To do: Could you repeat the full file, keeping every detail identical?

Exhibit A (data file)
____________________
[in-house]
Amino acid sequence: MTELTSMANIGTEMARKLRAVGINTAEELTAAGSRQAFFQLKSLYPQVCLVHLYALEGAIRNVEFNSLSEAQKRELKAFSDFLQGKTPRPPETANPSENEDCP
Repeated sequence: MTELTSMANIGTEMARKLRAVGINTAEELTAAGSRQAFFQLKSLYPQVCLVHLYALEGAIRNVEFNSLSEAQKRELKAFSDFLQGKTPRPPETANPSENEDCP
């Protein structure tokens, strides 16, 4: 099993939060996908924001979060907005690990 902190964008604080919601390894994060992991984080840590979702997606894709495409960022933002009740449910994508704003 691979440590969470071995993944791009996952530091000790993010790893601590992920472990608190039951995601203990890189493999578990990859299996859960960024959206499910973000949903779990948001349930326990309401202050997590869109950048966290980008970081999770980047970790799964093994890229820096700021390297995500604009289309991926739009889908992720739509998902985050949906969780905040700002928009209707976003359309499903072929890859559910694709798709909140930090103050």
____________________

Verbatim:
[in-house]
Amino acid sequence: MTELTSMANIGTEMARKLRAVGINTAEELTAAGSRQAFFQLKSLYPQVCLVHLYALEGAIRNVEFNSLSEAQKRELKAFSDFLQGKTPRPPETANPSENEDCP
Repeated sequence: MTELTSMANIGTEMARKLRAVGINTAEELTAAGSRQAFFQLKSLYPQVCLVHLYALEGAIRNVEFNSLSEAQKRELKAFSDFLQGKTPRPPETANPSENEDCP
């Protein structure tokens, strides 16, 4: 099993939060996908924001979060907005690990 902190964008604080919601390894994060992991984080840590979702997606894709495409960022933002009740449910994508704003 691979440590969470071995993944791009996952530091000790993010790893601590992920472990608190039951995601203990890189493999578990990859299996859960960024959206499910973000949903779990948001349930326990309401202050997590869109950048966290980008970081999770980047970790799964093994890229820096700021390297995500604009289309991926739009889908992720739509998902985050949906969780905040700002928009209707976003359309499903072929890859559910694709798709909140930090103050």